The state of California began investing in green technology companies three years ago, arguing this would support job creation.

tesla3.bmpIronically, while green companies are sprouting up everywhere as a result, the state is now considering having to pay them to stay in California, now that the companies are actually about to create jobs. A group of California lawmakers is proposing legislation to create a $45 million clean-fuel technology fund, to keep companies like San Carlos, Calif.’s electric car company, Tesla Motors. Word is, they’re considering wooing Tesla with $20 million in subsidies.

Here’s the story behind Tesla: Led by then-treasurer Phil Angelides, the large public pension funds such as CalPERS and CalSTRS, together with CalCEF, began pumping money into venture capital firms three years ago, earmarking it for green technology start-ups. VantagePoint Venture Partners, one of the beneficiaries, is a backer of Tesla.

However, the electric car maker (which we first wrote about here), founded here, wants to expand and is considering building an electric car plant in Pittsburg.

Hat-tip to the Merc’s Vindu Goel, who has recently launched his own blog about Silicon Valley, and pointed this out to us. He correctly suggests $20 million is a lot of taxpayer dollars to be paying to one company. Indeed, the company may not even succeed. It is a very high-end performance car, and high-priced too. Questions remain whether Porsche lovers will really go for something like this. And if they do, how many? What if the company goes bankrupt? Should we the taxpayers create a state green bankruptcy fund to support it a third time?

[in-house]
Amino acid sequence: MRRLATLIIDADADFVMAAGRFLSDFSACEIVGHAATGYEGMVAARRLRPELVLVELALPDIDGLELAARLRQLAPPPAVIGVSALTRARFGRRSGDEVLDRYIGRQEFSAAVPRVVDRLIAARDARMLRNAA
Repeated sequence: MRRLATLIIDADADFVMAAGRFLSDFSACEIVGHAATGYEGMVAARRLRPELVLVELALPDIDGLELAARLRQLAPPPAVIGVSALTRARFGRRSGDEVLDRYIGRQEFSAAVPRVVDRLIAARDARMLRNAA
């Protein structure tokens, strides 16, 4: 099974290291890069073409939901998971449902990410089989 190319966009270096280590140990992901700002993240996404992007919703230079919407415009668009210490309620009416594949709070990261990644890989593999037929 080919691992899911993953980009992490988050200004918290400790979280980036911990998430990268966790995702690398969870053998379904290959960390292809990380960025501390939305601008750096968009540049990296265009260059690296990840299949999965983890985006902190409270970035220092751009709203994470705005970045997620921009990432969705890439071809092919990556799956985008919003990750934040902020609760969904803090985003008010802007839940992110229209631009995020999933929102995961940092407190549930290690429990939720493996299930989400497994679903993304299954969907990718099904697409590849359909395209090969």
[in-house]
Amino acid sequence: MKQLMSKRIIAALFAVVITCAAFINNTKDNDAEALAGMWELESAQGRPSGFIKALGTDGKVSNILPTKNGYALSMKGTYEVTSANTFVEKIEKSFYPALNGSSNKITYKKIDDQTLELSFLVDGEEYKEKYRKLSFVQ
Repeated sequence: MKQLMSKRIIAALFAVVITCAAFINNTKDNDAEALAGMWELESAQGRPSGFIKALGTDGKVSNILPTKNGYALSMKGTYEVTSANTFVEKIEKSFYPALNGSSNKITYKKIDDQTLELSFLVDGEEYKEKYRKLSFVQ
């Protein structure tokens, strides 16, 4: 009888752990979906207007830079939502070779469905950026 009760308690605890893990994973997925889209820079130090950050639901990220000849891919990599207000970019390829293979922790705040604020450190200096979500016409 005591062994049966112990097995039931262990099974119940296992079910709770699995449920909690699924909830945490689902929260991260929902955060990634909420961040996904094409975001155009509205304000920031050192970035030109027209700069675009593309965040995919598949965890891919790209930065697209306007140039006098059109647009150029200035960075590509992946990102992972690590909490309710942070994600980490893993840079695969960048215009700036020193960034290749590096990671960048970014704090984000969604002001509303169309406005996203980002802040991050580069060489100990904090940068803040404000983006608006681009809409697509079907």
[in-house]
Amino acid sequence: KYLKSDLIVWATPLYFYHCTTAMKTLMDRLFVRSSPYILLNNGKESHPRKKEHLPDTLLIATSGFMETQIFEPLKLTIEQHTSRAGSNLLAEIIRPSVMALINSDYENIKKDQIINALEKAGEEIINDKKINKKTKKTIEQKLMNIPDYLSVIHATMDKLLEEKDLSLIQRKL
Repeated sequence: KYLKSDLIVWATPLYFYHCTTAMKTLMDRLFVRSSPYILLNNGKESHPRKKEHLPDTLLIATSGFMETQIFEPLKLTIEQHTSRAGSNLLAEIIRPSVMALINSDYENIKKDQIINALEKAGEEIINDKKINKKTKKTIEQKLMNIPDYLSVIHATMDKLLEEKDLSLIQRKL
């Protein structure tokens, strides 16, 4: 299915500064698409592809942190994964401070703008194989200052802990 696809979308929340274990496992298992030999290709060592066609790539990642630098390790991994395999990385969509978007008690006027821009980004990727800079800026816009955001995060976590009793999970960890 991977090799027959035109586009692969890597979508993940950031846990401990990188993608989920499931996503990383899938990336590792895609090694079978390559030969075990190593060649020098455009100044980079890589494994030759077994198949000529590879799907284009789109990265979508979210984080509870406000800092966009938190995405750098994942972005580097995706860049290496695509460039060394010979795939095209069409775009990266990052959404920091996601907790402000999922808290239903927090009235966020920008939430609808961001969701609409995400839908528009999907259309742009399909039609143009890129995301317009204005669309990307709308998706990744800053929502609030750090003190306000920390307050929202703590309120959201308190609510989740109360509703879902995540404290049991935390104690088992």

There’s a similar case unfolding with Nanosolar, a cutting-edge venture-backed solar company in Palo Alto, Calif., which has negotiated with San Jose about building a factory there. The city recently approved $2 million in subsidies to host the factory there (more context here).

[Update: Tesla’s Darryl Siry responds below in comments]